“Originally a studio still life photographer, Brian Kosoff turned to producing monochrome landscape images that speak in a whisper. His images are collected into seven galleries with deceptively simple titles. I started with New Work 2 and was flabbergasted by the soft palette of gray tones he uses to articulate quiet moments in time, from a single tree near a lake (“Loch and Tree”) to a new take on sailboats (“Boats at Night”) using long exposures to create an impression of the boats, producing an abstract and, dare I say it, painterly effect, albeit in black and white.

Often employing the panoramic format and many times eschewing hard blacks, the images in New Work only occasionally show the hand of man in objects such as telephone poles or sprinklers, but seldom any people. With his pristine compositions Kosoff has created an idealized world that sometimes strays into the allegorical, as in his image of three telephone poles titled “Three Crosses” that may generate internal debate within the viewer. And then it hit me: Kosoff is a poet with a camera, rendering stanzas in grayscale using the rhythm of minimalistic images of pier pilings (“Pier Pilings with Bird”) where you have to work to see the bird. It’s as if Kosoff wants to make his work accessible while at the same time not too accessible, holding back part of an image’s mystery for discovery and interpretation by the viewer.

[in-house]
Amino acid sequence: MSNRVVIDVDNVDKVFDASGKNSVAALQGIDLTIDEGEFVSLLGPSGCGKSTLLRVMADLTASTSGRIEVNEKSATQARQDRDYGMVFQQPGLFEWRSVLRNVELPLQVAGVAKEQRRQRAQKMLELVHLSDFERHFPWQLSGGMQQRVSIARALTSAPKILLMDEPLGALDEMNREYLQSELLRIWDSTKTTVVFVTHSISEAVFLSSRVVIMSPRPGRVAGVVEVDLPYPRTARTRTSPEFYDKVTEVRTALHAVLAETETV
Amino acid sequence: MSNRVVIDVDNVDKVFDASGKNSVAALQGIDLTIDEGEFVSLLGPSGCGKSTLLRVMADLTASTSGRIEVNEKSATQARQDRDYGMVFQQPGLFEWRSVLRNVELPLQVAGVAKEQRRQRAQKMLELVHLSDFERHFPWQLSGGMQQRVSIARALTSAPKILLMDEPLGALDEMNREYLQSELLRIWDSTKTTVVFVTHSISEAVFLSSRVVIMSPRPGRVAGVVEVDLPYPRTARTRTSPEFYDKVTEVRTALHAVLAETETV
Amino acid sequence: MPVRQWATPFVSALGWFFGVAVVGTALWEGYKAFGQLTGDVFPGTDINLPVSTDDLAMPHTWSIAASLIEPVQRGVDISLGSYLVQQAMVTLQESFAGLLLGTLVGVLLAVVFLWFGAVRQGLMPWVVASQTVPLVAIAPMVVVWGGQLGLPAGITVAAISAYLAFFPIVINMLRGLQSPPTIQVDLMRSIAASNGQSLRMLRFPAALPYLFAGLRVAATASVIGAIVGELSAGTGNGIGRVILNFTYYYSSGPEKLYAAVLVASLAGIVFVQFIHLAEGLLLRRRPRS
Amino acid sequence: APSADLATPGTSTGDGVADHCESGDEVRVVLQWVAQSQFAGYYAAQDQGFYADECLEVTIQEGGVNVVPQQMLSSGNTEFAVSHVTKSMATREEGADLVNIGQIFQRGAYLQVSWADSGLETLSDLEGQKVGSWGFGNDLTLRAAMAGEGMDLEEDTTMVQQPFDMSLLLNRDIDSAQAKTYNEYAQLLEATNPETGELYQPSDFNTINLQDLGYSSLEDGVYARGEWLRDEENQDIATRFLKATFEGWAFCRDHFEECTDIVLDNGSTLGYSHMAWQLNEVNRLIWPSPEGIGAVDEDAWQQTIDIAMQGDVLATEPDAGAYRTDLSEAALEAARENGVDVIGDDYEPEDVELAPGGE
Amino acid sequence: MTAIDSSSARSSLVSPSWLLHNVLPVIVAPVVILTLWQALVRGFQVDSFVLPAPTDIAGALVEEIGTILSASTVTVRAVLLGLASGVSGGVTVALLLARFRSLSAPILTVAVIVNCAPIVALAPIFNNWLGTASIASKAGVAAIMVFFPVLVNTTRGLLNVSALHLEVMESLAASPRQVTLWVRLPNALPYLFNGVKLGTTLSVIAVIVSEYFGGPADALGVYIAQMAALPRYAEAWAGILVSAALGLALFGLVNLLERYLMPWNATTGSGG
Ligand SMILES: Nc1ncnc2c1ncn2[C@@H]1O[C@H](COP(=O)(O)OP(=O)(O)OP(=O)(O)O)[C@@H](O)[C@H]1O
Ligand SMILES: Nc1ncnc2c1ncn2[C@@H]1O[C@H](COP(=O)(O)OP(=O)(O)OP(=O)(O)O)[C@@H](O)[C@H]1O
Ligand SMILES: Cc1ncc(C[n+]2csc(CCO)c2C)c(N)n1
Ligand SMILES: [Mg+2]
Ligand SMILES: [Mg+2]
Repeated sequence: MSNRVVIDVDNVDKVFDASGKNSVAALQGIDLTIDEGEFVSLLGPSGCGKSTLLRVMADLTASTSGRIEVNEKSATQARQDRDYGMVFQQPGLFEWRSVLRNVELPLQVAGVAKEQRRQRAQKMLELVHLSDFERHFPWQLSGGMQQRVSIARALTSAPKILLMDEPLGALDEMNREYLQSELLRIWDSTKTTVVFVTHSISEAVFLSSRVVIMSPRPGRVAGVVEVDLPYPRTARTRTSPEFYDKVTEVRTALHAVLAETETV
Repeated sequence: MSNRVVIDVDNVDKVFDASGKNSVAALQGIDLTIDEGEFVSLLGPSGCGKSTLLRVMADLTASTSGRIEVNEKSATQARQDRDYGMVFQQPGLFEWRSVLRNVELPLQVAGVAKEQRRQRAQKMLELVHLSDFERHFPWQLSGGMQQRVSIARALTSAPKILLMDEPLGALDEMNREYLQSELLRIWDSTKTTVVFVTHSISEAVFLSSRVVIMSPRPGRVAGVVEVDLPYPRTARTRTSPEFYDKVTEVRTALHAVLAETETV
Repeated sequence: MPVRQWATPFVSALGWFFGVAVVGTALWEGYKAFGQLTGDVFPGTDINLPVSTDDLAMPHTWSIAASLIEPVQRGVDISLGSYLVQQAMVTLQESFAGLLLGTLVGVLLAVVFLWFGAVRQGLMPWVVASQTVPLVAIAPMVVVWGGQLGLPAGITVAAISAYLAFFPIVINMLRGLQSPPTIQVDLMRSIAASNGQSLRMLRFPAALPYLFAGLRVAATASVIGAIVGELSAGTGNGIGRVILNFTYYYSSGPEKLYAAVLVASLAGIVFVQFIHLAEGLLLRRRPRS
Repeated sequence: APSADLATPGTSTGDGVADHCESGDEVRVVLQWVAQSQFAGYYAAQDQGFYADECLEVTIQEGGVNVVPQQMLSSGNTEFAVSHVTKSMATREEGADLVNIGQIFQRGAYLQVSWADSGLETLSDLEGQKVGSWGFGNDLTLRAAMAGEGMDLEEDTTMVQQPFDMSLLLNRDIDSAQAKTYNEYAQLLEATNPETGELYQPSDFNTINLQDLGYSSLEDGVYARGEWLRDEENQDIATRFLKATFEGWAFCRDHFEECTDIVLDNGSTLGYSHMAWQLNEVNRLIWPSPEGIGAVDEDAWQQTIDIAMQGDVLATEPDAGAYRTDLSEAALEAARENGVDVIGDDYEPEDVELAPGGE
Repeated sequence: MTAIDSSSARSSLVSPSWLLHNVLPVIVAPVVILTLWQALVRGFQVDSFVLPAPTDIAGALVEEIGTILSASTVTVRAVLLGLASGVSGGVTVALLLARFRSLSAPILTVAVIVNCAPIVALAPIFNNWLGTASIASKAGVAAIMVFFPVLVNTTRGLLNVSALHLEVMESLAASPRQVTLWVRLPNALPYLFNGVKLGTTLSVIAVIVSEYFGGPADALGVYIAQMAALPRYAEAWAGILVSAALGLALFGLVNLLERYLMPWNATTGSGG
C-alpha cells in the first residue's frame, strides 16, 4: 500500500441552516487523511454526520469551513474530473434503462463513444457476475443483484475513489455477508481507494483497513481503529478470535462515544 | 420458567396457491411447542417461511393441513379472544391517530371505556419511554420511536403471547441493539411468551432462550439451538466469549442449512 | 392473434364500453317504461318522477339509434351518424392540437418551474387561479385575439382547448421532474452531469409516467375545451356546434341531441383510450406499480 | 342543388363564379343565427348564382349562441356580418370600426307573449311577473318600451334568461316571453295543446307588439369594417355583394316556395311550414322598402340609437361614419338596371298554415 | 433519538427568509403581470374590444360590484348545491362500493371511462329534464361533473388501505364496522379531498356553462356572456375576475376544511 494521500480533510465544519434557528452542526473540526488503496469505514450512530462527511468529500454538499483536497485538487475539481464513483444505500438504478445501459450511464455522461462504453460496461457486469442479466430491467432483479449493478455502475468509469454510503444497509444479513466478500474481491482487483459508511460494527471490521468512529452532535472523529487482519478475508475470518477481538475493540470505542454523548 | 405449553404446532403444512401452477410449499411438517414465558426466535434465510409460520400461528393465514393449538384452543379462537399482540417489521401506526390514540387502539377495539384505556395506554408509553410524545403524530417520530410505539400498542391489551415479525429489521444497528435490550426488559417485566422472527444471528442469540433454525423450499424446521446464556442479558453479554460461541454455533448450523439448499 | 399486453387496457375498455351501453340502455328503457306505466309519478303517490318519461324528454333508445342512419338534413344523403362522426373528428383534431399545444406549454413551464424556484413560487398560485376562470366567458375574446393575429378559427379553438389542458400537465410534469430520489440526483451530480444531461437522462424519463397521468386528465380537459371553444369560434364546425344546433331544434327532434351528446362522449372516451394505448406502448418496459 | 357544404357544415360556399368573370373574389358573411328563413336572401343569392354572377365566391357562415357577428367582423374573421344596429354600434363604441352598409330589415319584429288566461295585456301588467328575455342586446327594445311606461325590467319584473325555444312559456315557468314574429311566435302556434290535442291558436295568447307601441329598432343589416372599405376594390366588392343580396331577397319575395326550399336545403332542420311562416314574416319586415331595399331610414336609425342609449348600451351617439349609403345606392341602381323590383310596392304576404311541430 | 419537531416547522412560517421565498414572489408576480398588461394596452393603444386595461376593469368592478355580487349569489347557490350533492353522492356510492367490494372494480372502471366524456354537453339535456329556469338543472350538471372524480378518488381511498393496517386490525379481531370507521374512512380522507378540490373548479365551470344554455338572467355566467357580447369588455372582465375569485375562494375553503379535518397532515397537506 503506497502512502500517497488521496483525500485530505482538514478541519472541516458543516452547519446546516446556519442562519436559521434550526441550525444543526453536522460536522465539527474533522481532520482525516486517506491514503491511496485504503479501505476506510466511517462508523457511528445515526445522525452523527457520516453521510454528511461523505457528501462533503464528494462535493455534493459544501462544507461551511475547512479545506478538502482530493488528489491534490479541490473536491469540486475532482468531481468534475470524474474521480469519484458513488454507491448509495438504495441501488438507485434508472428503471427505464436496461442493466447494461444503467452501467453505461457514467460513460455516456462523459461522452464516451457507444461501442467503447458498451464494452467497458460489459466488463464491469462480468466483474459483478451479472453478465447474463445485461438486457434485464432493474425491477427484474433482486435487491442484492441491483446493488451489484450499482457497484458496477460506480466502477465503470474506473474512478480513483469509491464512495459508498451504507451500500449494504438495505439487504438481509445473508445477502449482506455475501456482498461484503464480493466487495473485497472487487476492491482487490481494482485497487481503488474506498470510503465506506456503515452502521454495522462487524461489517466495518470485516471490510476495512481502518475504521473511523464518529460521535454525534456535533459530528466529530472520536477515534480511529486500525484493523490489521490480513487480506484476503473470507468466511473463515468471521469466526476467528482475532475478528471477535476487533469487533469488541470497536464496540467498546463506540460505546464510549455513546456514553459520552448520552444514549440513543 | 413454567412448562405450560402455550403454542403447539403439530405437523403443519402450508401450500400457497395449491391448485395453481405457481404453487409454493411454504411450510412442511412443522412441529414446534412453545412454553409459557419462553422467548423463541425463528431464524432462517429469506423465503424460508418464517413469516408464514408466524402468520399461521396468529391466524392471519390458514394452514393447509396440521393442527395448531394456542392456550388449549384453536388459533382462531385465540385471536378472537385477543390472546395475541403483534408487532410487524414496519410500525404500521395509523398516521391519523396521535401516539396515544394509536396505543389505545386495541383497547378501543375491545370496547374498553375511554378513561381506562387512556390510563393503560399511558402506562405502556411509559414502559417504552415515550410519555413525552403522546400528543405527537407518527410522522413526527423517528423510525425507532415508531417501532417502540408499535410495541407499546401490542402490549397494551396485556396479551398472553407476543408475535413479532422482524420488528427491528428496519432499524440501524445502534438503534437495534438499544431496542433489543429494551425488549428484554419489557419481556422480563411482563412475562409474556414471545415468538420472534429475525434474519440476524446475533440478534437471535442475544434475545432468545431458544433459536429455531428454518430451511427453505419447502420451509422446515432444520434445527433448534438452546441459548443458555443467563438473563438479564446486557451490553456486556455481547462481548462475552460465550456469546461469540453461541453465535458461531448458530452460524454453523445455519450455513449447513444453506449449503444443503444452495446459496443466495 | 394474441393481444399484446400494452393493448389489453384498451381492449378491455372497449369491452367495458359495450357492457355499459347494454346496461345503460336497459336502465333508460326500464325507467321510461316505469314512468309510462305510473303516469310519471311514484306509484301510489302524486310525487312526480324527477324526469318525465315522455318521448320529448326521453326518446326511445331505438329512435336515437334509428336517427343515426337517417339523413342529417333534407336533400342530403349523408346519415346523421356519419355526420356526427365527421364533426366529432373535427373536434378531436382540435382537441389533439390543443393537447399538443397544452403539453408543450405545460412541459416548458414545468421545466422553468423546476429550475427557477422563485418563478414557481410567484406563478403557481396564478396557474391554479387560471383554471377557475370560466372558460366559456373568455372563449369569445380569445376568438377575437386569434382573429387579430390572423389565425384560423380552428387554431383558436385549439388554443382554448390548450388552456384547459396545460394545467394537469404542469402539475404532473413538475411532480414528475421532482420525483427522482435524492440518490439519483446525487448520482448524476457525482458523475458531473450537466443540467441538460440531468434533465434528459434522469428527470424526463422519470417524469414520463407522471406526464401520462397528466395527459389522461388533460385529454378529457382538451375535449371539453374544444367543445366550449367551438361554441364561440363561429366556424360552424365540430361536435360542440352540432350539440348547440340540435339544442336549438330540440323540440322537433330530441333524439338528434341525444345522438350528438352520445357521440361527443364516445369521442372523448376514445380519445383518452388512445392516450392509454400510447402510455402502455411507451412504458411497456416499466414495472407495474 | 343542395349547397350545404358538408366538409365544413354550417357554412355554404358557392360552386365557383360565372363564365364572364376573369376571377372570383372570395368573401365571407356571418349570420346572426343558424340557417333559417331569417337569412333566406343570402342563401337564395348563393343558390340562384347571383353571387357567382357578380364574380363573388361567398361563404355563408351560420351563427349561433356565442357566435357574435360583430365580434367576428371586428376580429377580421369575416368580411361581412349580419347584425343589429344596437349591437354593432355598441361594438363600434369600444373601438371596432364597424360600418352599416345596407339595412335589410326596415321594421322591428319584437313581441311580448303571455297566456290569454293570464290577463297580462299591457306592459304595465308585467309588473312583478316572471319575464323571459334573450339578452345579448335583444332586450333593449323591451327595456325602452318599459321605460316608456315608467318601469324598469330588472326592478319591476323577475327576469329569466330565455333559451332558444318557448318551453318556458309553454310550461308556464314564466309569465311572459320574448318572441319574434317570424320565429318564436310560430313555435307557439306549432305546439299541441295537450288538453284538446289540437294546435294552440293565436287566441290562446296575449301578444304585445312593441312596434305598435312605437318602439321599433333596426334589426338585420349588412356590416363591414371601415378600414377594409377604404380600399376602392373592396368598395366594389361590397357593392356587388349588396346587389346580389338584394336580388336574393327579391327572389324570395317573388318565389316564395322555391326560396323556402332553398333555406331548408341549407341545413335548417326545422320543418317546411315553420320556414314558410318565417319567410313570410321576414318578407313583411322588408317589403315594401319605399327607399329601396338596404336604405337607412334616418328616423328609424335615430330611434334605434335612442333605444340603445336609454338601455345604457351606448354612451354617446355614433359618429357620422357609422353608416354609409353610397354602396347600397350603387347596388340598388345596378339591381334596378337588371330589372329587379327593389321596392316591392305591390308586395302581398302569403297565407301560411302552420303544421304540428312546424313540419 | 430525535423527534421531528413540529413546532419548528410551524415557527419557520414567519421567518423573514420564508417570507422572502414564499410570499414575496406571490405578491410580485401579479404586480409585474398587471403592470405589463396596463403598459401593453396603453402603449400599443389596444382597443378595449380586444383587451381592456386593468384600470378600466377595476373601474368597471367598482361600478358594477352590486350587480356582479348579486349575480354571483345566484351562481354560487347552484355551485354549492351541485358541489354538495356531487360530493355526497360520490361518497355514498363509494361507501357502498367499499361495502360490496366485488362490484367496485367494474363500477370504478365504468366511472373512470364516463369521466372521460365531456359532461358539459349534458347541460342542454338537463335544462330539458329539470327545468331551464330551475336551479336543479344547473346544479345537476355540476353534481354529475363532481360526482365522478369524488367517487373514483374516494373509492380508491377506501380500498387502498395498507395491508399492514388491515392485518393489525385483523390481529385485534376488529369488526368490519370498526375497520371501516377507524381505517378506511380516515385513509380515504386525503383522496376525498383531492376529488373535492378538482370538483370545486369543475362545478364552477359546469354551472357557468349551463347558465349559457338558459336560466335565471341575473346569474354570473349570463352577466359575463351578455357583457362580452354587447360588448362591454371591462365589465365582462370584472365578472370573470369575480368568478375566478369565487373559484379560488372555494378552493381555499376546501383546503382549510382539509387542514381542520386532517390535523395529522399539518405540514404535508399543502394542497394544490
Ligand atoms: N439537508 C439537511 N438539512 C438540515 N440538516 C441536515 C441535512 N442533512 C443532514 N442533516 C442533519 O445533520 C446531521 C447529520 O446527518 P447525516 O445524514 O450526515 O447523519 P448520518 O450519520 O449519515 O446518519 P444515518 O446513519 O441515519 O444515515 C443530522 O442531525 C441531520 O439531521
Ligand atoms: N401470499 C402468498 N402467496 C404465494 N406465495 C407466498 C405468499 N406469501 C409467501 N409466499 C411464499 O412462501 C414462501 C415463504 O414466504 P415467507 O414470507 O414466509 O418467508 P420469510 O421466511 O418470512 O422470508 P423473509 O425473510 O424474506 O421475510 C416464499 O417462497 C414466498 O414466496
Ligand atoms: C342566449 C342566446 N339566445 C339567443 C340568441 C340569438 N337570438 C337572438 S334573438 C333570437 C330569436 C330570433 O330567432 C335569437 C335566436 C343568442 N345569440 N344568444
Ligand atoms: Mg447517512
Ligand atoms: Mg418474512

Because you can never take the still life out of the still life photographer, Kosoff offers a gallery of everyday objects photographed in ways you never expected using the same monochrome dynamic that pervades his landscapes. You might even call them “tabletop landscapes” but they are really answers to something I often hear from photographers: “There’s nothing to photograph.” My reply is to look at Brian Kosoff’s images and become inspired.”

Joe Farace
Shutterbug Magazine,  June 2012